Ian Fleming – Diamonds Are Forever

After a pause of a few months I have returned to the world of Ian Fleming‘s James Bond with the fourth novel Diamonds Are Forever (1956). In my reviews a recurring elements has been the comparison with the movie adaptation. The movie only takes some characters and the main location from the book. Of course diamonds play a role, but this is less prominent than the movie. From these few statements one can already conclude the novel will provide plenty of new story to discover. Even as this is the case, it is not as much story as one could have hoped for and perhaps would have expected when having read the previous novels.

The overall pace of Diamonds Are Forever can be considered somewhat slow except for a few events. Fleming takes his time to tell his story and goes into a lot of detail. I don’t mind detail as it can provide a way to picture scenes and settings more strongly for the reader. This style of Fleming worked quite well in the previous novels, but in Diamonds Are Forever it is too much as he uses it on every possible occasion which simply slows the pace and fills just pages without much really happening. One could argue that plenty happens but for me it was not really significant and lacking some nice confrontations to spicy the scenes.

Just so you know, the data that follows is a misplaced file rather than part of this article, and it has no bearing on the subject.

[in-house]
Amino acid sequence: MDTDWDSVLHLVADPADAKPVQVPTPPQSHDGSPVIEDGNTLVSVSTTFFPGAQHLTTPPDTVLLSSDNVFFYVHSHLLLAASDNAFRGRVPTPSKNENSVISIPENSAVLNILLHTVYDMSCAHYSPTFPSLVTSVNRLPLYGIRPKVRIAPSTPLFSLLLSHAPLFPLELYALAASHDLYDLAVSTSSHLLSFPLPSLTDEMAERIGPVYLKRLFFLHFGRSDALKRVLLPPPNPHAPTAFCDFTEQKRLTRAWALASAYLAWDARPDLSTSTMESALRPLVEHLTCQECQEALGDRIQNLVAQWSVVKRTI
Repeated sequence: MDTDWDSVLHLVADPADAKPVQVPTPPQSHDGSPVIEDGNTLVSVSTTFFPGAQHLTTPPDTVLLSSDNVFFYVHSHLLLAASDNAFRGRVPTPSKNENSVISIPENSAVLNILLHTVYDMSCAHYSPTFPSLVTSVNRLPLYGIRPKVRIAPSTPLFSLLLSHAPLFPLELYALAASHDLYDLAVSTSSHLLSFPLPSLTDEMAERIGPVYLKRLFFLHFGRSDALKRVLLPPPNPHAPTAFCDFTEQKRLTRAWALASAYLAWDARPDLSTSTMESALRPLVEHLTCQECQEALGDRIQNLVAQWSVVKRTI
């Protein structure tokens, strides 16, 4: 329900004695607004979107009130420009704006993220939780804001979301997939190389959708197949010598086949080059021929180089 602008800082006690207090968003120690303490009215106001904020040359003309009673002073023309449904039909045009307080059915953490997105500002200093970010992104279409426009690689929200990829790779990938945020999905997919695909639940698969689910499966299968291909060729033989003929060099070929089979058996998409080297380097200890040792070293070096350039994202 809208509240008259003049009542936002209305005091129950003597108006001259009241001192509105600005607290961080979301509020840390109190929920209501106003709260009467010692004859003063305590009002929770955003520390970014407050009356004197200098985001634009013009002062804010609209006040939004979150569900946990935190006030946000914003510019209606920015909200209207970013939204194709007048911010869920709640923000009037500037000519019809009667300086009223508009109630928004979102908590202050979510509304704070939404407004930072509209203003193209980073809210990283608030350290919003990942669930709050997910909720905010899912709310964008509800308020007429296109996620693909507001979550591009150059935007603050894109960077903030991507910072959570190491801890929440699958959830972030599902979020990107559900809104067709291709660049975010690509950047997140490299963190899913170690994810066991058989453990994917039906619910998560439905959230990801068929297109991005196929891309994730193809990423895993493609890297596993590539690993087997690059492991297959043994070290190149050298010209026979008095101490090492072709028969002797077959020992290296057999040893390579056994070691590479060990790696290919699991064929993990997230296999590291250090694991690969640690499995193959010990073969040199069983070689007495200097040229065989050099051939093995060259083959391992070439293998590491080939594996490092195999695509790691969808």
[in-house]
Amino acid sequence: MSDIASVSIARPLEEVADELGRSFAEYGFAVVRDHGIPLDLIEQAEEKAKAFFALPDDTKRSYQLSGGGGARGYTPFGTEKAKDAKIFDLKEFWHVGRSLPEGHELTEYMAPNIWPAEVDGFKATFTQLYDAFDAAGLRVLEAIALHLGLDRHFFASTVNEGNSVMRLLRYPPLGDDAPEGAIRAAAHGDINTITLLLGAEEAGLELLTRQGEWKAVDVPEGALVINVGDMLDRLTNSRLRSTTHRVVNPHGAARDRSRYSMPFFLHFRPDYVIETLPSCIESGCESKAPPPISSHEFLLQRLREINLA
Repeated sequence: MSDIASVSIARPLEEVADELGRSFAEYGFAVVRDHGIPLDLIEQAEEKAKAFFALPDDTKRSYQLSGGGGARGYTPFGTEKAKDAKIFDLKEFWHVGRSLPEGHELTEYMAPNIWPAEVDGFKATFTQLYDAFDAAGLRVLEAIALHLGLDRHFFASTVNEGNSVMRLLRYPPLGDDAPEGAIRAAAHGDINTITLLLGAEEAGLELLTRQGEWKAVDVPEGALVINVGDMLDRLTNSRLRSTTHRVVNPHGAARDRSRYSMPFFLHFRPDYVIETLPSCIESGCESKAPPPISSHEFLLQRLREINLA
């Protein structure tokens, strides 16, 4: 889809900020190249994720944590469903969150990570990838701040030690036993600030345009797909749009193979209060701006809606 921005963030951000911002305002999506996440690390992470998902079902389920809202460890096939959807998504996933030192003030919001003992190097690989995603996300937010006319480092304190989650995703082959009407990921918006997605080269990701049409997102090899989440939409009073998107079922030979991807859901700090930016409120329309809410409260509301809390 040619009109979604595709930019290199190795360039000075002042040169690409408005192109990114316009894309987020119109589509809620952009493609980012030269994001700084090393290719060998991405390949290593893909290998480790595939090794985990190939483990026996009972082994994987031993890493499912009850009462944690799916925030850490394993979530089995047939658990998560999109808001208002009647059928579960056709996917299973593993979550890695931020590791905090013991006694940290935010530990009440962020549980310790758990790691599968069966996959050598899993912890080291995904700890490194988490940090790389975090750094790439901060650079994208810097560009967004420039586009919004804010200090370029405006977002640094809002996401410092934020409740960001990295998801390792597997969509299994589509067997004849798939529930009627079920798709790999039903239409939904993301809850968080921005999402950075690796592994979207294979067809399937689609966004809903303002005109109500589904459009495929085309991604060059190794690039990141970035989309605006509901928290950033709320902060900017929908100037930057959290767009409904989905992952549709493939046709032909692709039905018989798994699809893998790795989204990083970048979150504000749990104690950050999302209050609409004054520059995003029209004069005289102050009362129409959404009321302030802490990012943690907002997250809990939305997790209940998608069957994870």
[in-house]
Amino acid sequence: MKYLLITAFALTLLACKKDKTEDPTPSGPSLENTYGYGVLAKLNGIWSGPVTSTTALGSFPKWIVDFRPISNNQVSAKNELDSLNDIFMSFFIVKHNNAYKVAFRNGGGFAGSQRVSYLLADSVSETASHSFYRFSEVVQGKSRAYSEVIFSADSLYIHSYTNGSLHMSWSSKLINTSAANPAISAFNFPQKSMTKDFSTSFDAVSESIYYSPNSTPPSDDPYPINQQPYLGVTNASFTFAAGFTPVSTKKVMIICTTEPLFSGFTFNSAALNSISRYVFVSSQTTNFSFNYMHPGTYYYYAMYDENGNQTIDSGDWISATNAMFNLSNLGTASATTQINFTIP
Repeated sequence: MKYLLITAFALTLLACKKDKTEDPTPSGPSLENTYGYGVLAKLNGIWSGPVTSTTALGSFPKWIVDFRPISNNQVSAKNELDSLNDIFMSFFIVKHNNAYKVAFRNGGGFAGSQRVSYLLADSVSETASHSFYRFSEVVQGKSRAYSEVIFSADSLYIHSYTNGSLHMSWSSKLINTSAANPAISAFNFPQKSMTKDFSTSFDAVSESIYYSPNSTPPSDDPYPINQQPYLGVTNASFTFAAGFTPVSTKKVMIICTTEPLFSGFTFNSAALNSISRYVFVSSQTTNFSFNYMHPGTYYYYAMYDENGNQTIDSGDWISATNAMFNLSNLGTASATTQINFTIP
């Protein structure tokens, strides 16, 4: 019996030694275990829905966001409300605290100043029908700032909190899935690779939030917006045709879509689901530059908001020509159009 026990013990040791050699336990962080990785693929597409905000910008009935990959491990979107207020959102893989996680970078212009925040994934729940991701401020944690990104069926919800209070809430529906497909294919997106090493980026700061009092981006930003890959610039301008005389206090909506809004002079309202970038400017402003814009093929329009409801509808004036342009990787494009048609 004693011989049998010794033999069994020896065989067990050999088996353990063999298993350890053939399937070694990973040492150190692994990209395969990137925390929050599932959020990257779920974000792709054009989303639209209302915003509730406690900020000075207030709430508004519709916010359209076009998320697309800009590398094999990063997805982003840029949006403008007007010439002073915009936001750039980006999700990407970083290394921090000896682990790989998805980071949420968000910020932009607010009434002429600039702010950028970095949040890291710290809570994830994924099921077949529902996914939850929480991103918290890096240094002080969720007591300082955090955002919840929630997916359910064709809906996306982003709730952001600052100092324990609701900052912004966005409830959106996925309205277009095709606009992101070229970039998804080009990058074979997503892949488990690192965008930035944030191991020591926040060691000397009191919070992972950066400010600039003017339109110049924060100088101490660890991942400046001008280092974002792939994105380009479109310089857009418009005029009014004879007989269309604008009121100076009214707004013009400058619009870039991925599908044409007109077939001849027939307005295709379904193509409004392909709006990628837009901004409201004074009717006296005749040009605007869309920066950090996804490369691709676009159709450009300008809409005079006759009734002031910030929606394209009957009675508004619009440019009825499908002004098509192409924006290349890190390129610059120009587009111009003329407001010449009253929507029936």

The James Bond that is depicted is much more vulnerable and personal and lacks the sharpness and power I got to appreciate before. I thought it somewhat resembled the way Timothy Dalton portrayed Bond in the two movies he made in the series. In a way it is nice to discover more personal details and about the character of James Bond; things that have been left out of the movies, but it does damage his image somewhat.

Even as the first two Bond novels were far from perfect they still had an engaging plot and tense confrontations. Diamonds Are Forever lacks both. It feels as a more regular mission even if it is presented as especially dangerous. Thus I consider it the weakest of the four novels I’ve read now. This is a bit of a disappointment as the third book, Moonraker, showed everything one expects from a James Bond story and I assumed Fleming would stick to this ‘winning’ style. Perhaps it explains why few elements from the novel in the movie adaptation.

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